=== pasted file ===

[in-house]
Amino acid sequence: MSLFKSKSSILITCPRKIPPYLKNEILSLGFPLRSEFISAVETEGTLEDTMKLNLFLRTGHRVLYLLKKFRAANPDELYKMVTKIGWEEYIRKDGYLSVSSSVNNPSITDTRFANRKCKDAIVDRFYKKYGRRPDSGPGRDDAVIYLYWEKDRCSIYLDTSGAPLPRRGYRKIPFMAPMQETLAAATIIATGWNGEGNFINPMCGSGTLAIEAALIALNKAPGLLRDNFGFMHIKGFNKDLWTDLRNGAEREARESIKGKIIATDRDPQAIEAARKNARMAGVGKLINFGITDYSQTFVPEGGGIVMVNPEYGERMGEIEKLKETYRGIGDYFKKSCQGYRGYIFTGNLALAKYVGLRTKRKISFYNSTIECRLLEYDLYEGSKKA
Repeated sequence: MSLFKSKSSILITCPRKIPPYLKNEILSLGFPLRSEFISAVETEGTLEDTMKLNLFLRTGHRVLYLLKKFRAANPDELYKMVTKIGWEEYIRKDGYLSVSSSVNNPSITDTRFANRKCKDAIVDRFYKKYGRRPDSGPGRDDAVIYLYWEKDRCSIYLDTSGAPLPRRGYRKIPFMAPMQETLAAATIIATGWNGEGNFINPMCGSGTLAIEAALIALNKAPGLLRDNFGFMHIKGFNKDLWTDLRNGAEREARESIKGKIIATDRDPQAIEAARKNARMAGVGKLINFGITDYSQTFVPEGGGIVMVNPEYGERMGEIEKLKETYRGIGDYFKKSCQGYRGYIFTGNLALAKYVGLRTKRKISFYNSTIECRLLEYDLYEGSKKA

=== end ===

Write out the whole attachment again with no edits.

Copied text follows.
[in-house]
Amino acid sequence: MSLFKSKSSILITCPRKIPPYLKNEILSLGFPLRSEFISAVETEGTLEDTMKLNLFLRTGHRVLYLLKKFRAANPDELYKMVTKIGWEEYIRKDGYLSVSSSVNNPSITDTRFANRKCKDAIVDRFYKKYGRRPDSGPGRDDAVIYLYWEKDRCSIYLDTSGAPLPRRGYRKIPFMAPMQETLAAATIIATGWNGEGNFINPMCGSGTLAIEAALIALNKAPGLLRDNFGFMHIKGFNKDLWTDLRNGAEREARESIKGKIIATDRDPQAIEAARKNARMAGVGKLINFGITDYSQTFVPEGGGIVMVNPEYGERMGEIEKLKETYRGIGDYFKKSCQGYRGYIFTGNLALAKYVGLRTKRKISFYNSTIECRLLEYDLYEGSKKA
Repeated sequence: MSLFKSKSSILITCPRKIPPYLKNEILSLGFPLRSEFISAVETEGTLEDTMKLNLFLRTGHRVLYLLKKFRAANPDELYKMVTKIGWEEYIRKDGYLSVSSSVNNPSITDTRFANRKCKDAIVDRFYKKYGRRPDSGPGRDDAVIYLYWEKDRCSIYLDTSGAPLPRRGYRKIPFMAPMQETLAAATIIATGWNGEGNFINPMCGSGTLAIEAALIALNKAPGLLRDNFGFMHIKGFNKDLWTDLRNGAEREARESIKGKIIATDRDPQAIEAARKNARMAGVGKLINFGITDYSQTFVPEGGGIVMVNPEYGERMGEIEKLKETYRGIGDYFKKSCQGYRGYIFTGNLALAKYVGLRTKRKISFYNSTIECRLLEYDLYEGSKKA